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Countries With the Most English Speakers

In the world, there are 10 different countries that have at least 1 million NATIVE English speakers. Can you name them?
Speakers of English as a first language only
Includes speakers of Creole languages based on English
According to Wikipedia
Quiz by Seals
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Last updated: November 21, 2022
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First submittedSeptember 6, 2014
Times taken62,586
Average score80.0%
Rating4.83
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# Speakers
%
Country
267 mil
78.1
United States
62.9 mil
92.3
United Kingdom
39.7 mil
18.0
Nigeria
21.0 mil
54.4
Canada
19.1 mil
72.8
Australia
# Speakers
%
Country
5.59 mil
9.31
South Africa
4.69 mil
93.2
Ireland
4.48 mil
85.9
New Zealand
2.89 mil
48.3
Singapore
2.76 mil
97.7
Jamaica
+9
Level ∞
Nov 21, 2022
History of this quiz. At first, it include ALL speakers either as a first or second language. This became unworkable due to different definitions of "English speaker" between countries.

So we de-featured the quiz due to lack of quality data.

Then people nominated it so we had to re-feature it. This time around, we included only native speakers because the data is much more accurate. It also has the nice coincidence of having exactly 10 countries and a sharp drop off below 1 million to number 11.

+4
Level 90
Nov 21, 2022
Spoiler alert -

I'm always surprised w/r to quizzes like this that a certain former British colony on the subcontinent doesn't have more native English speakers, given the sheer number of people. But indeed there is only about a quarter million. Compare that with the number of former French or Spanish colonies in which those languages are either dominant or at least an official language.

+2
Level 81
Nov 21, 2022
A lot of the French colonies are likely in a similar situation where French is an/the official language, but rarely a native language.
+11
Level 83
Nov 21, 2022
English is official in India, and lots of people speak it, just very few do so as a first language.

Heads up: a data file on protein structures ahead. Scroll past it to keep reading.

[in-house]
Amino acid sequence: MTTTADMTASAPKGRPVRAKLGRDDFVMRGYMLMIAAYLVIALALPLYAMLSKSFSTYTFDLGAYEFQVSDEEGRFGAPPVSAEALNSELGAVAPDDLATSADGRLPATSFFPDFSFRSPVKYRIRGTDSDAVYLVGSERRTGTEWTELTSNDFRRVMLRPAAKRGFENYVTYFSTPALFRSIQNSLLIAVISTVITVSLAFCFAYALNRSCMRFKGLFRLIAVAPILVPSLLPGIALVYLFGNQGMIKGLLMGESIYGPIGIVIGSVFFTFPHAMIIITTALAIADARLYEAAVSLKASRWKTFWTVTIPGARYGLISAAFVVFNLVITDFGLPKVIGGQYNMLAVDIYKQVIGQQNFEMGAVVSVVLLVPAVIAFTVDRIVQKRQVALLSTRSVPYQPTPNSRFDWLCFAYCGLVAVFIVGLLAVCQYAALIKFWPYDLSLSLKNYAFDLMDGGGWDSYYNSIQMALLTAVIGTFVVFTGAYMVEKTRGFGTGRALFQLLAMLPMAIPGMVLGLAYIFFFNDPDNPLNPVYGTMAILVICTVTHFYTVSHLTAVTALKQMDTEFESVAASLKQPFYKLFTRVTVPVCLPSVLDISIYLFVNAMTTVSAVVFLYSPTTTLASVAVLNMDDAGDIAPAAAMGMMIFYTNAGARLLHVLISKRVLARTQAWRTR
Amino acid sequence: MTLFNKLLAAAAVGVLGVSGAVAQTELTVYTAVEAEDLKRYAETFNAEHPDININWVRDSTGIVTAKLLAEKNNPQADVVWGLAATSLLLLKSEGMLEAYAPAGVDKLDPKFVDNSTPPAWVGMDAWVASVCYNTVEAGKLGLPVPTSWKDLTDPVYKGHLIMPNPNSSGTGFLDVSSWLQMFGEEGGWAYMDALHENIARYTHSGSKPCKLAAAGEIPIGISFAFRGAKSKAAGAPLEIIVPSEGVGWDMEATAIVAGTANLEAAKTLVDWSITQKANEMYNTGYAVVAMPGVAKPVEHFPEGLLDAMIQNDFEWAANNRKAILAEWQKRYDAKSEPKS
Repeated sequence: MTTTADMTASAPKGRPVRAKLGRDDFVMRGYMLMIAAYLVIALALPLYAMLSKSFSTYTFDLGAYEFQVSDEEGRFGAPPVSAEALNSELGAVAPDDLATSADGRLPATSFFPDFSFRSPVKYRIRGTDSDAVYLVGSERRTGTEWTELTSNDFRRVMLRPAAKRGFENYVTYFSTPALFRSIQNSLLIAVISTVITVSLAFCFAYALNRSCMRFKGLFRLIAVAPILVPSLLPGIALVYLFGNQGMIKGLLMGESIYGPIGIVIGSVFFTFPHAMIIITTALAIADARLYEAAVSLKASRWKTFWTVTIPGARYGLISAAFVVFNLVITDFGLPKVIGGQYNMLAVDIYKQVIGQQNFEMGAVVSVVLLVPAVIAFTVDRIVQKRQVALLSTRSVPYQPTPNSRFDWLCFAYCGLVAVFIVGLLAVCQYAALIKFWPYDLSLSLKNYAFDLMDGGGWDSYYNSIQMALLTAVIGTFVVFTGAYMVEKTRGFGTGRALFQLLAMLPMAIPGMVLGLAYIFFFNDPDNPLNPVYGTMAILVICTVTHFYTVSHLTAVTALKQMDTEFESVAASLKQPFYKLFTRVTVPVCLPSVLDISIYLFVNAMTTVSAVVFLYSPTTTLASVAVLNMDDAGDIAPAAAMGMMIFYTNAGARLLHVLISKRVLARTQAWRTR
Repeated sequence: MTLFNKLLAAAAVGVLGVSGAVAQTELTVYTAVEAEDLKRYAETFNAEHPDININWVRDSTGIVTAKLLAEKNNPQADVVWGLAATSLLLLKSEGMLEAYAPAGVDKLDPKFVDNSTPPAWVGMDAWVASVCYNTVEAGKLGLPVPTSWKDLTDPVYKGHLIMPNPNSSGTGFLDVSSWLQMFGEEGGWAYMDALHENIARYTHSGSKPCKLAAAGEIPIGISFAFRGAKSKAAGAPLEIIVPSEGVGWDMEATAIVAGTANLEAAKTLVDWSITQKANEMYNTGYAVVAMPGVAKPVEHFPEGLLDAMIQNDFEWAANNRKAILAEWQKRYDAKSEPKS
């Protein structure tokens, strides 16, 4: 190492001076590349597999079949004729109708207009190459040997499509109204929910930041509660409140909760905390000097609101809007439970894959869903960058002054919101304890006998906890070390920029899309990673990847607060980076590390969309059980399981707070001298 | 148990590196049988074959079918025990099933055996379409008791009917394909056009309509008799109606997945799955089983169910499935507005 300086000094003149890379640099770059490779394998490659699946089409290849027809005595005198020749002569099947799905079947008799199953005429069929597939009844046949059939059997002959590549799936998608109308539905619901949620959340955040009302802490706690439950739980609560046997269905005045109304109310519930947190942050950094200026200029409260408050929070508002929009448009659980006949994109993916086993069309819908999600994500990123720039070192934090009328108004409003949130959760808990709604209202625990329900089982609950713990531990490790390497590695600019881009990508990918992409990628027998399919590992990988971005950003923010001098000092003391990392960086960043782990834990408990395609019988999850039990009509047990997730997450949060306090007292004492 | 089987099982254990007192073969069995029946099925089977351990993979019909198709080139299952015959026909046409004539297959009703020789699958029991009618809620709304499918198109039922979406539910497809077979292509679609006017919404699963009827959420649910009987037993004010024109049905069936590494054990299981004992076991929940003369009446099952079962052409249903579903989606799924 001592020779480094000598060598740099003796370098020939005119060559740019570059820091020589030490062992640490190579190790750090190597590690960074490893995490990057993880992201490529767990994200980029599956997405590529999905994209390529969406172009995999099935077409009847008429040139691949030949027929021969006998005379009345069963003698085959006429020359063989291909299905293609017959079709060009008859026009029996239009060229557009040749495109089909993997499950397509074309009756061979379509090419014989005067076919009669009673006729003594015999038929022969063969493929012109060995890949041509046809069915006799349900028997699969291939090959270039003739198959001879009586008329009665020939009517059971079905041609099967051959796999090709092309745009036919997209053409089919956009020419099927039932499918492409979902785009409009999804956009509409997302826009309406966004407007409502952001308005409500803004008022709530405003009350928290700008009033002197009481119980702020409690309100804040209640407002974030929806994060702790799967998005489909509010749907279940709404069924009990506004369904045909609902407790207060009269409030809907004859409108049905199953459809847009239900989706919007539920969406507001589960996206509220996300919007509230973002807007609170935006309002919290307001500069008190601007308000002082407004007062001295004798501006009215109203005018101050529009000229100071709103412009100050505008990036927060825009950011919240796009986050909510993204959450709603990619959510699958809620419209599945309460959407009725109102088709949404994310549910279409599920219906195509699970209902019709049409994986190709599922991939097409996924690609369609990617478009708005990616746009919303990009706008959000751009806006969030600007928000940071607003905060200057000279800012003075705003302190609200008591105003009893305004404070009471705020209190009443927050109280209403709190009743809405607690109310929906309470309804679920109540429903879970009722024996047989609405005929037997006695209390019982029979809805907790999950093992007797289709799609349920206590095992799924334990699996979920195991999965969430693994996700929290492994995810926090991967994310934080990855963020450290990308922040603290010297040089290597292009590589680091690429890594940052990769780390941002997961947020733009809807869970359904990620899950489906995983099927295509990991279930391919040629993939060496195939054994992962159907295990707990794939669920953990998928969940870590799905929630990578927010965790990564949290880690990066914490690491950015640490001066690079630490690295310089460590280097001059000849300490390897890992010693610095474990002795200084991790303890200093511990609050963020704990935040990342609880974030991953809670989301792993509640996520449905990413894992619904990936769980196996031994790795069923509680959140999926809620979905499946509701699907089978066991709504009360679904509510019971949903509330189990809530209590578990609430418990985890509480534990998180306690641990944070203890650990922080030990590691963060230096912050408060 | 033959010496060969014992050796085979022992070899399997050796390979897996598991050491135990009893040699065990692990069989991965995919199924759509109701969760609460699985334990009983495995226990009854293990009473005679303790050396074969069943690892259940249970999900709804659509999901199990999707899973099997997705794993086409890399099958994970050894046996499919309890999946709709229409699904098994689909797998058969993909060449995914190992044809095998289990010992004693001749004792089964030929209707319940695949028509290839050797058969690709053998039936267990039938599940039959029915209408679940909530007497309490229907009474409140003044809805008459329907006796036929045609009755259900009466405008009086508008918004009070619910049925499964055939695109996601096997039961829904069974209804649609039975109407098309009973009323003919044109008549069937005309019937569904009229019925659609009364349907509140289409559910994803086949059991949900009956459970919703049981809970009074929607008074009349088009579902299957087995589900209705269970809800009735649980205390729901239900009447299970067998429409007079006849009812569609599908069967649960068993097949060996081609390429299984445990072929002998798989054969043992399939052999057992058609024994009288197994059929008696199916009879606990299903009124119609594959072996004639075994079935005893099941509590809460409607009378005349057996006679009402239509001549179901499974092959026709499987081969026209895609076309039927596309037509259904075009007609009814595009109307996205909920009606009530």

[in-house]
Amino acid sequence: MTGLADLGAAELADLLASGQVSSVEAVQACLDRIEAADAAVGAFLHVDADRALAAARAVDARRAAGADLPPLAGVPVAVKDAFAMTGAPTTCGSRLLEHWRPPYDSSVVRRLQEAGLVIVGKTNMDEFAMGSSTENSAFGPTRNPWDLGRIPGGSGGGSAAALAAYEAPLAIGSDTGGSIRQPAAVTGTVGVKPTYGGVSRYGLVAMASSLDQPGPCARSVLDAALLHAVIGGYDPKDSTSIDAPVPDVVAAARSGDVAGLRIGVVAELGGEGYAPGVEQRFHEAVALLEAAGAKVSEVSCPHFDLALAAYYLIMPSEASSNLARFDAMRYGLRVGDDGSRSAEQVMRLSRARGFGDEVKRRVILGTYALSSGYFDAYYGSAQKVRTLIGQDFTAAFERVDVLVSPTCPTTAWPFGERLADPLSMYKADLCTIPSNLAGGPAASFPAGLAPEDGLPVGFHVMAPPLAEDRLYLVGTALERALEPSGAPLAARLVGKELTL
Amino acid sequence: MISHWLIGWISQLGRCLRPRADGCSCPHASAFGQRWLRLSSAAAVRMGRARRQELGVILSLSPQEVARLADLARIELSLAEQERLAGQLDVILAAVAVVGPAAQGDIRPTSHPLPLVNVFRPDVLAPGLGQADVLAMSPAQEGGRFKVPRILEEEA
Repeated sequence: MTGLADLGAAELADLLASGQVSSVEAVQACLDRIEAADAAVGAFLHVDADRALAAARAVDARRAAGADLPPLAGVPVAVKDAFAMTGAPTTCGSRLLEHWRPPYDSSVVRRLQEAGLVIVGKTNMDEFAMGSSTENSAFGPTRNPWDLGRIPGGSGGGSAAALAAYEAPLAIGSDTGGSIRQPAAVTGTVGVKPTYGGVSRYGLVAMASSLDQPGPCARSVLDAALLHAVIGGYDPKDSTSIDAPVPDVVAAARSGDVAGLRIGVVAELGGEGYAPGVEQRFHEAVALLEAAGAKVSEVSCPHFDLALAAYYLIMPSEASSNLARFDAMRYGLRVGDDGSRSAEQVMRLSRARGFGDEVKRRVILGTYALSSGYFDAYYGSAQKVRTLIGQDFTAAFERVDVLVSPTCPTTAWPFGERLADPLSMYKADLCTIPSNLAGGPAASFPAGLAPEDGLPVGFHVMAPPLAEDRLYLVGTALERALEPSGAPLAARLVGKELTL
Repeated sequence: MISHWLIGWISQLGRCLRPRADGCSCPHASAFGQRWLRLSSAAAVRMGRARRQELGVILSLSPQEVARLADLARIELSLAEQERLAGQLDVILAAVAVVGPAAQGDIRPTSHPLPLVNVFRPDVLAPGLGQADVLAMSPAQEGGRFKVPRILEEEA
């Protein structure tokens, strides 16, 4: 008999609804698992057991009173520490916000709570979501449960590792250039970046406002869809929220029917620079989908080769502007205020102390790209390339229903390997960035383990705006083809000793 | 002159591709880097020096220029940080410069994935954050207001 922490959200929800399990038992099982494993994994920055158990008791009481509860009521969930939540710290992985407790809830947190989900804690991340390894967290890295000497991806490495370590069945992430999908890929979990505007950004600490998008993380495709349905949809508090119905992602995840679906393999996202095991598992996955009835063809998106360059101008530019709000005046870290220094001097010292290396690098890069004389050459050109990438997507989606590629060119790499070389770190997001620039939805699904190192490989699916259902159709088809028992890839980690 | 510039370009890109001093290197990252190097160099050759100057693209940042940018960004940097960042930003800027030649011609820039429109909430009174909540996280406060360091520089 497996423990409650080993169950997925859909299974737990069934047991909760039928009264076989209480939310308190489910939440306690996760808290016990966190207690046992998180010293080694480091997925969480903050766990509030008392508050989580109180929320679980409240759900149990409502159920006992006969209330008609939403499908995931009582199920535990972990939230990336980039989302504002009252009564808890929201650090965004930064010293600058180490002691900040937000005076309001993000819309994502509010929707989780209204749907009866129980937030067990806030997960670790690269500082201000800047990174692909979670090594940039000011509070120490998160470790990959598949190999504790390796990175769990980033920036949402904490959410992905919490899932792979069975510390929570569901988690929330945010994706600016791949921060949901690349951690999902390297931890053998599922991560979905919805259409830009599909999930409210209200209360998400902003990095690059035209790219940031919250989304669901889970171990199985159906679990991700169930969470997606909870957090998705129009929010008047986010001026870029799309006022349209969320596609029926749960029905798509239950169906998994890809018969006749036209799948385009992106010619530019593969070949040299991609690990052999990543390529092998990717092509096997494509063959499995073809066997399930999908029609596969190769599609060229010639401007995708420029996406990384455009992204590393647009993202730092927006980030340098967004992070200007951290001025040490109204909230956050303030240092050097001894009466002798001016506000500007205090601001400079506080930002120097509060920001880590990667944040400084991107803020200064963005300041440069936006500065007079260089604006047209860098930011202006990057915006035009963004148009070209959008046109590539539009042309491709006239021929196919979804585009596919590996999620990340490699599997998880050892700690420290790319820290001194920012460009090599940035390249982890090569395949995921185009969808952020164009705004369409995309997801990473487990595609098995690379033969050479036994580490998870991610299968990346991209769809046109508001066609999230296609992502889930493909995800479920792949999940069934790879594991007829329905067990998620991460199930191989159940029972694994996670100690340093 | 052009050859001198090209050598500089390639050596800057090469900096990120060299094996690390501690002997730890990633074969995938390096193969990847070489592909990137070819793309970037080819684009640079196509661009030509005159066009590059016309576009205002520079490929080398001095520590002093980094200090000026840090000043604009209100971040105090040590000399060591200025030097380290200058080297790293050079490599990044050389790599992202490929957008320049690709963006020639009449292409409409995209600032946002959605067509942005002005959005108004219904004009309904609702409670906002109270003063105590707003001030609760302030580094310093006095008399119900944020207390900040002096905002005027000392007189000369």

+4
Level 66
Nov 21, 2022
It's weird though, at least in the movies, how speaking Hindi seems to mean mixing in about 25 % English.
+3
Level 65
Nov 29, 2022
It's the same with most Indian languages, and it's common in conversations also.
+3
Level 69
Nov 21, 2022
Philippines?
+1
Level 76
Dec 1, 2022
I was surprised it wasn't on there as well.
+1
Level 59
Dec 16, 2022
The list only includes people who speak English as their first language. Tens of millions of Filipinos can speak English sufficiently, but the vast majority of them speak it as a second language. Most people still grow up speaking Filipino and/or various regional languages like Cebuano.
+3
Level 62
Nov 21, 2022
English is a first language for many people in India, a country of well over a billion people. If Wikipedia are not including India, then they need to do their research better
+4
Level 81
Nov 22, 2022
Depends how you're defining 'first language' or 'mother tongue' I guess
+5
Level 70
Nov 22, 2022
The 2011 cencus of India gives 260'000 speakers of English as a first language. Nearly all of its over 100 million speakers speak it as a second or third language.
+1
Level 30
Dec 16, 2022
But English is not a official language in India
+1
Level 54
Dec 16, 2022
https://en.m.wikipedia.org/wiki/Languages_of_India
+4
Level 67
Nov 22, 2022
No Ghana? Surprising.
+2
Level 91
Nov 23, 2022
I'm surprised there are that many people in Singapore that speak English as a first language. I would have thought Malay, Mandarin, and Tamil are more common as first languages, and English mostly as a second language
+10
Level 59
Nov 23, 2022